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An evaluation of thermal imaging as a tool for assessing occupancy of enclosed nests

Research output: Contribution to Journal/MagazineJournal articlepeer-review

<mark>Journal publication date</mark>31/12/2022
<mark>Journal</mark>Ringing and Migration
Issue number1-2
Number of pages11
Pages (from-to)26-36
Publication StatusPublished
<mark>Original language</mark>English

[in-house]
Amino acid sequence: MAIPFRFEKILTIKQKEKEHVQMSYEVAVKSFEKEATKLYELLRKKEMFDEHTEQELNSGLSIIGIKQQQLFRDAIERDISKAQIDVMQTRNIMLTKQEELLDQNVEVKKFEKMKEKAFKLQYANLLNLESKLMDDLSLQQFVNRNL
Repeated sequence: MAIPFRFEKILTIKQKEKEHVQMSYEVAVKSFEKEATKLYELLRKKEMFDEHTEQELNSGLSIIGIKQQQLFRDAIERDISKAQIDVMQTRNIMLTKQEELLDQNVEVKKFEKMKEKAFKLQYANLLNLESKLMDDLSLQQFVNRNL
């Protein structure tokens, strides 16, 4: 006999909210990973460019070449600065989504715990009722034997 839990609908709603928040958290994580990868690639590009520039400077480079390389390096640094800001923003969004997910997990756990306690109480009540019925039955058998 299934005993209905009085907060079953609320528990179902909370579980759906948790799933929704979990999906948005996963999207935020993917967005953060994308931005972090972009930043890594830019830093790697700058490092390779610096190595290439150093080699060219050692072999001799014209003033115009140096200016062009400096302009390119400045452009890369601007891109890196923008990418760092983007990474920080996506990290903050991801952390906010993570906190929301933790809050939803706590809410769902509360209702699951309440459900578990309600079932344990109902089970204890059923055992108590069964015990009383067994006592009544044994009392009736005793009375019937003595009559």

Thermal cameras are being used increasingly in the bird-ringing community and preliminary reports suggest they have a wide range of relevant applications. However, there has been little quantitative assessment of these methods. In this study we tested the use of a thermal imager to assess the occupancy of enclosed nests, using nest-box populations of small passerines. Based on a thermal image of each nest box, observers were able to predict nest-box occupancy with a combined success rate of 85.9%. The observers were able to identify when nest boxes contained a heat source relating to an active nest but unable to differentiate between warm clutches and live broods. The age of the brood significantly influenced the predictions, reflecting the limited ability of young broods to maintain their body temperatures independently. There were no significant effects from potential confounding variables relating to solar exposure, nest-box design or ambient temperature, although these may have accounted for a small number of incorrect predictions. Overall, it was found that thermal imagers provide an effective, non-invasive and efficient method for monitoring nest-box occupancy, with inferences about suitability for other types of enclosed nest.